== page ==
Beirut blast: At vigil for the dead, families refuse to forget

Six months after Beirut port blast killed more than 200, grief is still raw for families and friends of the dead

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Six months on from a blast at Beirut port that killed more than 200, the grief is still raw for the families and friends of the dead.

On Thursday, dozens gathered at the port's entrance under dark clouds for a vigil to mark six months since an explosion that continues to haunt the shattered city.

Pictures of the dead glared at the soldiers and officers standing guard outside the still devastated port.

Victim's family loses hope for Beirut port investigation

Victim's family loses hope for Beirut port investigation

Six months ago, the buildings were destroyed by one of the largest non-nuclear explosions in history. Today the site is a focus of anguish.

One woman collapsed as she broke down wailing.

Shortly after that, an ambulance with paramedics clad in full PPE skirted past the crowd – a nagging reminder of the country's concurrent crisis.

A view shows the grain silo that was damaged during Beirut port explosion, in Beirut, Lebanon February 4, 2021. REUTERS/Mohamed Azakir
A view shows the grain silo that was damaged during Beirut port explosion, in Beirut, Lebanon February 4, 2021. REUTERS

Lebanon is theoretically in lockdown due to a devastating surge in Covid-19 cases, though that has done little to smother the calls for justice.

Jospeh Matta's brother Charbel, an officer with the Internal Security Forces, was killed attempting to rescue others. On Thursday, he made an emotional plea to the movement that has – so far – not provided many answers for the events of August 4, 2020.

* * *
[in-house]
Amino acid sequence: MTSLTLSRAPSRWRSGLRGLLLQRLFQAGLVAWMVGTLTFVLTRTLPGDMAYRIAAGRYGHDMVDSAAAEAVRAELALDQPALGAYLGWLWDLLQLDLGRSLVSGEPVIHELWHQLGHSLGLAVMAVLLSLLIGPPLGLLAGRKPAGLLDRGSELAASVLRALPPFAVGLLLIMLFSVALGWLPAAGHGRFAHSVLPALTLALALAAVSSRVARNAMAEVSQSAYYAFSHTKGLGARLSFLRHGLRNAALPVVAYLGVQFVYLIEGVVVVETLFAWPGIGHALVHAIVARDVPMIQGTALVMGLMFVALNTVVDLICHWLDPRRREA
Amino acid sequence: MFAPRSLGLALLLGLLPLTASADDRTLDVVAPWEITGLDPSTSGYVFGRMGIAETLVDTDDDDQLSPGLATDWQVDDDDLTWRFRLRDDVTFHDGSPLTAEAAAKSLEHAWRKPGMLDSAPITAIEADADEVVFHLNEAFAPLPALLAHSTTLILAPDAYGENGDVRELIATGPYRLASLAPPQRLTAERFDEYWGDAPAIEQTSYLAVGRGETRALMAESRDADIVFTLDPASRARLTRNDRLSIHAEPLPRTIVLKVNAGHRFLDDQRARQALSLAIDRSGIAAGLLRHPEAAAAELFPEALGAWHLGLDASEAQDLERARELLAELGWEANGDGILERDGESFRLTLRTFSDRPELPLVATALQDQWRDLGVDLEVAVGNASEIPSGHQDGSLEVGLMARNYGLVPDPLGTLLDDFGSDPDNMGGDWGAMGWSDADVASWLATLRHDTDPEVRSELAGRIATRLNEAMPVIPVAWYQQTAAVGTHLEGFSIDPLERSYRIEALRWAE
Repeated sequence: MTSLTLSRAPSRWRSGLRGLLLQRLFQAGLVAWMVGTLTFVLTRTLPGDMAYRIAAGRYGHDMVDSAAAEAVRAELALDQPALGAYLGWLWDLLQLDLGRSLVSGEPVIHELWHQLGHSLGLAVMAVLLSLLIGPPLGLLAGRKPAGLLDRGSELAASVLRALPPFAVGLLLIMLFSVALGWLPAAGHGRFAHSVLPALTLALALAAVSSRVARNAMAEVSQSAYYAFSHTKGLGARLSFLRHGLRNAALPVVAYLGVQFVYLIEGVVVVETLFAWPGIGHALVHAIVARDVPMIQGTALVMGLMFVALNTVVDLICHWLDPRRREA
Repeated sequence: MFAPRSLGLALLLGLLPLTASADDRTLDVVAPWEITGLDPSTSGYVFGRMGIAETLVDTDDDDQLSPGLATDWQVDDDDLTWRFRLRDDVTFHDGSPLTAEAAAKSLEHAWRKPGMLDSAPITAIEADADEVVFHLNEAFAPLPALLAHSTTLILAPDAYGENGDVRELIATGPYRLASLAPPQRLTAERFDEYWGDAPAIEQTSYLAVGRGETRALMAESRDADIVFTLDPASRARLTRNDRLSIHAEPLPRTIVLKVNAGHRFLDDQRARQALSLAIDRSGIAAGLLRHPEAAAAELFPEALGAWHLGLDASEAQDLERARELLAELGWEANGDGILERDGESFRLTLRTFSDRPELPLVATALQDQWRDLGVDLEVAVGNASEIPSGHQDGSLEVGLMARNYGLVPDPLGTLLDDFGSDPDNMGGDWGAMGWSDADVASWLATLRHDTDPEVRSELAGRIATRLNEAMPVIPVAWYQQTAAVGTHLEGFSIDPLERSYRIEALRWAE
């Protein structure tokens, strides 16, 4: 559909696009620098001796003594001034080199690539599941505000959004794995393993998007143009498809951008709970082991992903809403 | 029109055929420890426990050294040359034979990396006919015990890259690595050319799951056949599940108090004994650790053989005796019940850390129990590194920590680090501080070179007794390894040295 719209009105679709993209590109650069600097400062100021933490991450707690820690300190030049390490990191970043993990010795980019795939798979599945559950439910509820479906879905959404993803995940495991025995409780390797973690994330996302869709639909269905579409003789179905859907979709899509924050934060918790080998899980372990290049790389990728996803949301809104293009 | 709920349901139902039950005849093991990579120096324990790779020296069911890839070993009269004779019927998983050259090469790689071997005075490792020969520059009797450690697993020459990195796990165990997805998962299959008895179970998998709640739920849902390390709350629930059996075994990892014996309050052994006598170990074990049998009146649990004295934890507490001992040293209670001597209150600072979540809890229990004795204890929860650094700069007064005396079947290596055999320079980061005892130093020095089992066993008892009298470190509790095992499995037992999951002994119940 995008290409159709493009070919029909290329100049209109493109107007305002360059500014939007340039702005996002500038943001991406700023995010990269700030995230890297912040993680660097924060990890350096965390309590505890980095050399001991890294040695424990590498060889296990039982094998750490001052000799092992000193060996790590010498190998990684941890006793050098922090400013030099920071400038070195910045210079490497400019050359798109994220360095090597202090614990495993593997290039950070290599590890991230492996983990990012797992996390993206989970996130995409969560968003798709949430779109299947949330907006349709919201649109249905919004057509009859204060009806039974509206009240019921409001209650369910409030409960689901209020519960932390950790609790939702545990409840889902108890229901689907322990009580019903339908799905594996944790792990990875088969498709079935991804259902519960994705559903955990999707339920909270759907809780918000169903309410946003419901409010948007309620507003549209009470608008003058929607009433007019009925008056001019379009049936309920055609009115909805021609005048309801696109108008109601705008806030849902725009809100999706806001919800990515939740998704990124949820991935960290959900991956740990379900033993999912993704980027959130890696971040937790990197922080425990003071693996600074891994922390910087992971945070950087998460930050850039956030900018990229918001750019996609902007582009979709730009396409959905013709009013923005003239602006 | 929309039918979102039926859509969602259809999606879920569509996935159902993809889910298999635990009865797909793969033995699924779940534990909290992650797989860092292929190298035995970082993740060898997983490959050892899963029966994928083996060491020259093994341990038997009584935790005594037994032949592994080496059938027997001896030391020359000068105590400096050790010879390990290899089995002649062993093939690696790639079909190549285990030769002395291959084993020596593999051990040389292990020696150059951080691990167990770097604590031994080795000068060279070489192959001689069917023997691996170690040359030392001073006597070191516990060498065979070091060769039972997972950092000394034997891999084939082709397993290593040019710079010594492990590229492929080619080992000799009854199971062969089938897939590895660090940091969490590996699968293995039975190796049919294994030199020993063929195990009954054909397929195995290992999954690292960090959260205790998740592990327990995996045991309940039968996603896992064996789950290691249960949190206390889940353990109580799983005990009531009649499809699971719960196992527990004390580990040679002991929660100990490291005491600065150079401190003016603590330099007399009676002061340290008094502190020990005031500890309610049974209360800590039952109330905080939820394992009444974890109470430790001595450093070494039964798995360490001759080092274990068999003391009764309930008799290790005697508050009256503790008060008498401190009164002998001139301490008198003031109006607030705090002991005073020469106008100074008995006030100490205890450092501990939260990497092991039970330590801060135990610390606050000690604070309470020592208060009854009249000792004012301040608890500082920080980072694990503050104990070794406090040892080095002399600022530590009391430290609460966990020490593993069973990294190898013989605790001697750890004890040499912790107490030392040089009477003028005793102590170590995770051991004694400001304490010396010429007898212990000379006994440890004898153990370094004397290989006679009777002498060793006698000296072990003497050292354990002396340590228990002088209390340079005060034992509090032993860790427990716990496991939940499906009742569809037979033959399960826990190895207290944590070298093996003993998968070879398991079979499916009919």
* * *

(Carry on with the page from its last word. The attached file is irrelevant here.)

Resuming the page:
“We want justice and that’s all, it’s the least we can give our martyrs,” he said.

"My Brother loved Lebanon and the Lebanese people. His colleagues who survived the blast told me that after the first explosion, he ran to help his colleagues, and it was God's will for him to die in an act of braveness."

Despite the families' pleas, justice has not been forthcoming.

A slew of low-ranking port-employees have been arrested and held without charge, but senior officials have refused to appear in court for questioning and the investigation has become politicised.

Efforts have so far focused on 2,750 tonnes of ammonium nitrate, which was being stored incorrectly in the port.

The fertiliser had been in the port since 2013, and its ignition caused the devastating blast.

Yet, for all the obfuscation, those who knew the victims insist they are not going away.

"We won't forgive, we won't forget. We won't get tired of going after you legally, not until we have justice," said Ibrahim Hoteit, a spokesman for the families of those killed in the blast.

Earlier in the day, France's Ambassador criticised the country's authorities for failing to deliver on the investigation.

“Six months after the explosion, it is unacceptable that the Lebanese people should still be waiting for answers from its leaders,” Anne Grillo said in a statement.